Though separated by a generation Nepal's B.P. Koirala and Myanmar's Aung San Suu Kyi have many things in common. Suu Kyi is the South East Asian nation's best known democratic figure with international repute. The Nobel laureate is the icon of democracy of the military-ruled country. She has been a lifelong champion of peaceful struggle for the restoration of the fundamental rights and freedom of the people. The late B.P.Koirala also remains the best known international personality of Nepal. He was also a lifelong champion of the democratic rights and values and individual freedom. Both spent years in prison refusing to make any compromises on the values they had faith in.
Most important, both believed in political reconciliation as a means to resolve the political crisis in their respective countries. It was only natural therefore that the Myanmar opposition leader during her recent high-profile visit to Nepal spoke highly of the relevance of a negotiated compromise something the late B.P. had championed, on his return from exile in India, in the 1970s.
Addressing an international conference on ‘Relevance of Democratic Socialism’, Suu Kyi praised the Nepali political leaders for demonstrating what she said was an exemplary negotiated compromise. Her reference was apparently to the political developments that took over the past decade. “From Nepal, we have learnt an important message of democratic politics: the idea of negotiated compromise”, she said. "Nepal and Burma may seem like they are on the same leg of political development, Nepal was far ahead."
She was all praise of the agreement in Nepal and hoped that military leaders in her country learnt to make agreements based on such negotiation.
Although Suu Kyi lauded Nepal’s system of negotiating compromise and many compared it to B.P’s policy, critics question whether the practice of making agreements today is actually a genuine compromise.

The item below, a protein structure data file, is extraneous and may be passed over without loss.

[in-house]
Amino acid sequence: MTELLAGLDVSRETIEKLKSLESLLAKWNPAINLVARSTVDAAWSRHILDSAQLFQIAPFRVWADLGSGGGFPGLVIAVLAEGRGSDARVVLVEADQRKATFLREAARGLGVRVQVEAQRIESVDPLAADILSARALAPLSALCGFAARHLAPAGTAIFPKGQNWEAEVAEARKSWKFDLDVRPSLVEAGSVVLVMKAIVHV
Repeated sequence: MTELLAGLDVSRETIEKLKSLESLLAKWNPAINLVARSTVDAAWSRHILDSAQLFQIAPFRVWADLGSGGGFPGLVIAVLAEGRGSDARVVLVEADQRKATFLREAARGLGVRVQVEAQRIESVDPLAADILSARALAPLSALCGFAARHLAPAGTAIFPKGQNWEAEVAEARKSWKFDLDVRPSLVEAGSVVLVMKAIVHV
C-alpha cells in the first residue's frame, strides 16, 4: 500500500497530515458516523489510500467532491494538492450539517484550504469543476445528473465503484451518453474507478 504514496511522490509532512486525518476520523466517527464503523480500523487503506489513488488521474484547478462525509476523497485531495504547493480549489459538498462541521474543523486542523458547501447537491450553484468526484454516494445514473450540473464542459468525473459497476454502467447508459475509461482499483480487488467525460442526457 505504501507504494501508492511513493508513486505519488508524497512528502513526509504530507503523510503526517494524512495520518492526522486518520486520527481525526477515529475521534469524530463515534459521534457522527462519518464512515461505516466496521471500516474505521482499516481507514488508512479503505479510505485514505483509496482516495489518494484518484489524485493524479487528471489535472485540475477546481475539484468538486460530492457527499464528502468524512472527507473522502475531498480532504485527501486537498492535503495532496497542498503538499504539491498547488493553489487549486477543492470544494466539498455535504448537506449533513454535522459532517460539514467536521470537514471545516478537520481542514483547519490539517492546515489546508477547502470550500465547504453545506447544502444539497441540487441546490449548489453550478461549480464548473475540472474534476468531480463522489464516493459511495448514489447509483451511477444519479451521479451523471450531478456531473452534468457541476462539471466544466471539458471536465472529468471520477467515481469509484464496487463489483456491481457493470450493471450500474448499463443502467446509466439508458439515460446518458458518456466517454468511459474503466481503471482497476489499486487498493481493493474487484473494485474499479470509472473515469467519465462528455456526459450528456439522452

One of the integral aspects of B.P’s National Reconciliation Policy was forging a national consensus by including both the democratic forces and the King. An ideal agreement based on negotiation, as Syuu Kyi said, should be an all embracing one. But Nepal’s recent agreements have lacked a broad national consensus, forged as they were among the few big parties. A number of moves of far reaching consequences had been taken without embracing all. The abolition of monarchy, the declaration of republic and converting Nepal from a Hindu nation to a secular one may have the popular legitimacy coming as it did close on the heels of an anti-king democracy movement. But they lacked the due process expected in an all-embracing democracy.
The visiting dignitary may not have been fully aware of the present ground realities of Nepal, otherwise she would have noticed to her surprise that "the negotiated compromise for an all-embracing agreement" was not producing the desired results.
Nepal’s inability to promulgate a new constitution despite repeated attempts also shows that the model of negotiated compromise has so far been a farce. Bitter infighting and rivalry amongst political parties have stalled the constitution making process for a very long time now. Although the democratic icon expressed hope the model would help in promulgating a new constitution, it does not look likely. With conflict and contradiction amongst the parties that led the democracy struggle in Nepal showing no signs of ending, a true reconciliation or the negotiated compromise has eluded Nepal.